Early medieval legends reported that one of the three kings who paid homage to the newborn Christ Child in Bethlehem was from Africa. But it would be nearly one thousand years before artists began representing Balthazar, the youngest of the magi, as a Black African. This exhibition explores the juxtaposition of a seemingly positive image with the painful histories of Afro-European contact,

Inspired by the work of scholar and antiquarian book dealer William S. Reese (1955-2018), this exhibition highlights Western Americana in the Clements Library collections. Featuring narratives of travel, settlement, and Native American relations, and including works in Spanish, German, and French, the selections represent some of the rarest and most significant 18th and 19th century sources on

What defines home? The circuitous pathways to finding a place of one’s own are explored in our upcoming exhibition, Finding Home: Four Artists’ Journeys, which features compelling visual memoirs inspired by personal journeys through time and place. Master illustrators bring the immigration experience to life in images and words that give voice to the complex emotional realities of traveling to

Pioneering infographics that challenged racism in turn-of-the-century America.

Revered by everyone from Martin Luther King Jr. to Beyoncé, W. E. B. Du Bois stands as one of the most important and influential African American activists and intellectuals of the 20th century. As co-founder of the NAACP (National Association for the Advancement of Colored People) and author of the seminal

Over the past two decades, JR has expanded the meaning of public art through his ambitious projects that give visibility and agency to a broad spectrum of people around the world. Showcasing murals, photographs, videos, films, dioramas, and archival materials, JR: Chronicles is the first major exhibition in North America of works by the French-born artist. Working at the intersections of

The spring-tight line between reality and the photograph has been stretched relentlessly, but it has not been broken. These abstractions of nature have not left the world of appearances; for to do so is to break the camera’s strongest point—its authenticity. –Minor White, 1950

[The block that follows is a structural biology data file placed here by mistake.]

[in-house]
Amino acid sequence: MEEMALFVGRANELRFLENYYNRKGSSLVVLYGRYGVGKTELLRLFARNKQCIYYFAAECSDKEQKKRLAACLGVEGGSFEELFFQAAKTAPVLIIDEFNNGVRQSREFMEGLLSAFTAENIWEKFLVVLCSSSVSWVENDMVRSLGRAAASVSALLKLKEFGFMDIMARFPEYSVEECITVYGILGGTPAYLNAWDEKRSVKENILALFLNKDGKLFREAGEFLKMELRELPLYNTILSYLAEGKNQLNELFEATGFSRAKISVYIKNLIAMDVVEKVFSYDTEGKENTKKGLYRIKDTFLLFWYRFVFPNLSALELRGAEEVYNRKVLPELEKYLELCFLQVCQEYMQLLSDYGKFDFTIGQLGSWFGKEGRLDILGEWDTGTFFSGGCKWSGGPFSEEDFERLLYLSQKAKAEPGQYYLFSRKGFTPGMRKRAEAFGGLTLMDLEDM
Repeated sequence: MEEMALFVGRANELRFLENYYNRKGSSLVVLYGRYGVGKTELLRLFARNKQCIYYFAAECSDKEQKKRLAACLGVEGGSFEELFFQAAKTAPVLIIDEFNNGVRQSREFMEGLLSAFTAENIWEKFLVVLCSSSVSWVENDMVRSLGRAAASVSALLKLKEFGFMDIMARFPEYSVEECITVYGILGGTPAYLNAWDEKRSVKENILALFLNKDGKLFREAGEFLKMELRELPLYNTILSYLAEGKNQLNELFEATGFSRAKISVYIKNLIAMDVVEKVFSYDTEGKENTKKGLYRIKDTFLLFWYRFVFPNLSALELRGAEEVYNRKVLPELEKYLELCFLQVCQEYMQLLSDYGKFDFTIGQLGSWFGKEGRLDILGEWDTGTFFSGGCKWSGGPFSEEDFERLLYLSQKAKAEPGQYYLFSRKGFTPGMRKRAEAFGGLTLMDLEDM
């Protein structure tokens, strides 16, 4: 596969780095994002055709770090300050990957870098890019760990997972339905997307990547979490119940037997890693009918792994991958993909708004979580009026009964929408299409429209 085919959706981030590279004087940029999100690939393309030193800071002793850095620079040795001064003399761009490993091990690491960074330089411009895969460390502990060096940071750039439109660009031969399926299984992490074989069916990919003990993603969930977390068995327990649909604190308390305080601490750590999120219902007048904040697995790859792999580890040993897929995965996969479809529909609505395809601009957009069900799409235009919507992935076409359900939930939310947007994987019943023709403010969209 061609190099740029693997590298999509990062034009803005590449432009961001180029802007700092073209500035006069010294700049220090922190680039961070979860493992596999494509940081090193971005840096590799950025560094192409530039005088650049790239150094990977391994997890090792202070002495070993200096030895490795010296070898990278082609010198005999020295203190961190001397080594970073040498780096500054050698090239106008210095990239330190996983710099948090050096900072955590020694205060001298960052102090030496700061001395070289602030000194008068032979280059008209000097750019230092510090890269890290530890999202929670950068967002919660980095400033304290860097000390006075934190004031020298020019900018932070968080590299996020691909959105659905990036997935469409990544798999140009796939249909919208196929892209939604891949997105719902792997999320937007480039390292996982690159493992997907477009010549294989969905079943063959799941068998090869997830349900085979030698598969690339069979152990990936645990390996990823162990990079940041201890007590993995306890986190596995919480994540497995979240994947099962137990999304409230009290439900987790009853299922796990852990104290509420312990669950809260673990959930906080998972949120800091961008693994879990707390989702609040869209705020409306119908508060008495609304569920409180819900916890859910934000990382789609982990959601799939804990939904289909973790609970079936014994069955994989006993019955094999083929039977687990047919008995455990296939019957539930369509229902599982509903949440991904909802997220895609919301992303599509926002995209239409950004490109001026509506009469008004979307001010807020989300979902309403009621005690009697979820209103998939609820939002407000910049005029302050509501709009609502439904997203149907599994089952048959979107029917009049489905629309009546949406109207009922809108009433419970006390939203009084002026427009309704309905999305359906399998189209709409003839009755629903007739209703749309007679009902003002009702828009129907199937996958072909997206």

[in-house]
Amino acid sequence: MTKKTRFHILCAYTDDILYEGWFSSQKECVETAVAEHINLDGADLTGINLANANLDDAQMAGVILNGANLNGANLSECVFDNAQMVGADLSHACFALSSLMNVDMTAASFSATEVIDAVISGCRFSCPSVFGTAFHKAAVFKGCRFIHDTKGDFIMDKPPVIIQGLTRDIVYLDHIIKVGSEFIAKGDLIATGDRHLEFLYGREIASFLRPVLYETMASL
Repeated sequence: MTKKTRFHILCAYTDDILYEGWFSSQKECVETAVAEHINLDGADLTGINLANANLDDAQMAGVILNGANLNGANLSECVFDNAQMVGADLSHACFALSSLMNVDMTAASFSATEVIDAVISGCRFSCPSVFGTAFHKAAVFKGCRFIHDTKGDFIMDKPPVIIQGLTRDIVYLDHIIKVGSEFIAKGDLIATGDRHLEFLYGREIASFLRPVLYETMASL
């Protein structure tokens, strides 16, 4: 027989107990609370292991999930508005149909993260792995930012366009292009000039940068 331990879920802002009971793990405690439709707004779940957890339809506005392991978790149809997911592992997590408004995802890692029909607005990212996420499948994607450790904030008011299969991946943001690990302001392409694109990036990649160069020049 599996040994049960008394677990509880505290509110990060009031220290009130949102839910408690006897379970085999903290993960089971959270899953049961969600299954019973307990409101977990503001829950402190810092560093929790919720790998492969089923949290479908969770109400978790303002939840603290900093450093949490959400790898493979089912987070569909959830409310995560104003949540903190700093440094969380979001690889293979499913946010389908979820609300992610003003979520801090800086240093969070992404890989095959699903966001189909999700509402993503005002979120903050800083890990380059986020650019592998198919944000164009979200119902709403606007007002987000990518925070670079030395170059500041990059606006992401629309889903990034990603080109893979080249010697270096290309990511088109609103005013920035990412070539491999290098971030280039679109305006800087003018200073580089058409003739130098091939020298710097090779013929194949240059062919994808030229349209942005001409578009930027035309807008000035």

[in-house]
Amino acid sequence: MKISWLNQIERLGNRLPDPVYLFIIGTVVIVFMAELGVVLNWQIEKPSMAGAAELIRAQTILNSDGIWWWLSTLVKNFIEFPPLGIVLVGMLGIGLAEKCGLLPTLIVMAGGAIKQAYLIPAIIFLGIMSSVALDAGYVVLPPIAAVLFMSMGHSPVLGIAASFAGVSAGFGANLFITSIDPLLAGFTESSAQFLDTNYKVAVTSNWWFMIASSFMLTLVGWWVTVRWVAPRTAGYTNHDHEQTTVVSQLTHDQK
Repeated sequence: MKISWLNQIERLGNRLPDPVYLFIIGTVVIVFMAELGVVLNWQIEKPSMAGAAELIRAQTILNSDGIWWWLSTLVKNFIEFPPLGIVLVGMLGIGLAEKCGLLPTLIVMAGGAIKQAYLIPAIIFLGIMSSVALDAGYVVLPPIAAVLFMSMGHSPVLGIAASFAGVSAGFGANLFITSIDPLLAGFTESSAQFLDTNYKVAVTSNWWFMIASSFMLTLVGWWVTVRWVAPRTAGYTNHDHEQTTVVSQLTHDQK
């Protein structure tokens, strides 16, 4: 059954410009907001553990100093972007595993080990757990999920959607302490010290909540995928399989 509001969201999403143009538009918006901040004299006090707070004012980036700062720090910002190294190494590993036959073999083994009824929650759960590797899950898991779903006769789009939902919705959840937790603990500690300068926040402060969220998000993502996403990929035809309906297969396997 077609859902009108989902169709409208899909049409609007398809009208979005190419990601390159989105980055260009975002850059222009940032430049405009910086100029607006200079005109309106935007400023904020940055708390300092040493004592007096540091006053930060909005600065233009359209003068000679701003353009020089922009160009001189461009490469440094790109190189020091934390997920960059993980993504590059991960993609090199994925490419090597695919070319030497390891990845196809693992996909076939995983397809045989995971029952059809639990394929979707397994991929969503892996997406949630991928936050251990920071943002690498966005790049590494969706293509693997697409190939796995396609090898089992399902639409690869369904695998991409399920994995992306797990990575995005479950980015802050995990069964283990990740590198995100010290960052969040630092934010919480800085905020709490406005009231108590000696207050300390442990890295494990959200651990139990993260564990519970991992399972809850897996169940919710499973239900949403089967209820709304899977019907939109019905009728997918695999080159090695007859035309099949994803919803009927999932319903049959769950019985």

Photographer Minor White’s quote acknowledges a fundamental quandary faced by photographers in the

Since the 1960s, photographer Danny Lyon’s work has been characterized by his full immersion within the lives of his subjects. Lyon began his career as the first staff photographer for the civil rights group the Student Nonviolent Coordinating Committee, an experience that sparked his lifelong commitment to social justice. He describes himself as “a dissenter in my own country,” and this

Famine and flight, emigration and immigration, foreignness: these are some of the societal issues touched upon by the anonymous author of the Bible’s Book of Ruth, whose titular character was a great-grandmother of King David and, in the Christian tradition, an ancestor of Jesus Christ. This exhibition celebrates the 2018 gift by Joanna S. Rose of the Joanna S. Rose Illuminated Book of Ruth to

The subversive works and personality of the French writer Alfred Jarry (1873–1907) were touchstones for Dada, Surrealism, and the Theatre of the Absurd; yet the breadth of his career is largely unknown. Jarry is most renowned for his play Ubu Roi, and the legend of its sensational premiere in 1896. To his contemporaries—figures such as Paul Gauguin, Henri Rousseau, Oscar Wilde, and Apollinaire

The St. Francis Missal—a legendary 12th-century manuscript and relic of touch of St. Francis of Assisi—will have its first dedicated exhibition at the Walters Art Museum in more than 40 years.

The St. Francis Missal is an intimate exhibition that features approximately 17 objects, including manuscripts, paintings, ivories, ceramics, and documentation of the Missal’s recent two-year